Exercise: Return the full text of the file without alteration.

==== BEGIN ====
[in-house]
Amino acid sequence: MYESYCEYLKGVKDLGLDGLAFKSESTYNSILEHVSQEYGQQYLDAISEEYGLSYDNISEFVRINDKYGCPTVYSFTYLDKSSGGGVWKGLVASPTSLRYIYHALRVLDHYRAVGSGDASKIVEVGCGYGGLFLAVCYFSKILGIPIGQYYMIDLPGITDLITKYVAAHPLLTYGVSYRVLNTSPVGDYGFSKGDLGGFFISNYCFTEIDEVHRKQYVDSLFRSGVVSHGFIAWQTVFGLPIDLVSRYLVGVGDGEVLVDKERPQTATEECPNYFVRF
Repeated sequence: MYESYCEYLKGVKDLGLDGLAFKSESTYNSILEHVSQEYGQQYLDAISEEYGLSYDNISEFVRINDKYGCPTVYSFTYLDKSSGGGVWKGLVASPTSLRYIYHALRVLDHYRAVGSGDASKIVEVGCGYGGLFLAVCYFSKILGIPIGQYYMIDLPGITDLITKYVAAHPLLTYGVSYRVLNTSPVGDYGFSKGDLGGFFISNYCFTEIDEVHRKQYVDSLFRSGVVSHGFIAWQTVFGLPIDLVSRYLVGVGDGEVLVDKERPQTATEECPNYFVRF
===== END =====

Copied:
[in-house]
Amino acid sequence: MYESYCEYLKGVKDLGLDGLAFKSESTYNSILEHVSQEYGQQYLDAISEEYGLSYDNISEFVRINDKYGCPTVYSFTYLDKSSGGGVWKGLVASPTSLRYIYHALRVLDHYRAVGSGDASKIVEVGCGYGGLFLAVCYFSKILGIPIGQYYMIDLPGITDLITKYVAAHPLLTYGVSYRVLNTSPVGDYGFSKGDLGGFFISNYCFTEIDEVHRKQYVDSLFRSGVVSHGFIAWQTVFGLPIDLVSRYLVGVGDGEVLVDKERPQTATEECPNYFVRF
Repeated sequence: MYESYCEYLKGVKDLGLDGLAFKSESTYNSILEHVSQEYGQQYLDAISEEYGLSYDNISEFVRINDKYGCPTVYSFTYLDKSSGGGVWKGLVASPTSLRYIYHALRVLDHYRAVGSGDASKIVEVGCGYGGLFLAVCYFSKILGIPIGQYYMIDLPGITDLITKYVAAHPLLTYGVSYRVLNTSPVGDYGFSKGDLGGFFISNYCFTEIDEVHRKQYVDSLFRSGVVSHGFIAWQTVFGLPIDLVSRYLVGVGDGEVLVDKERPQTATEECPNYFVRF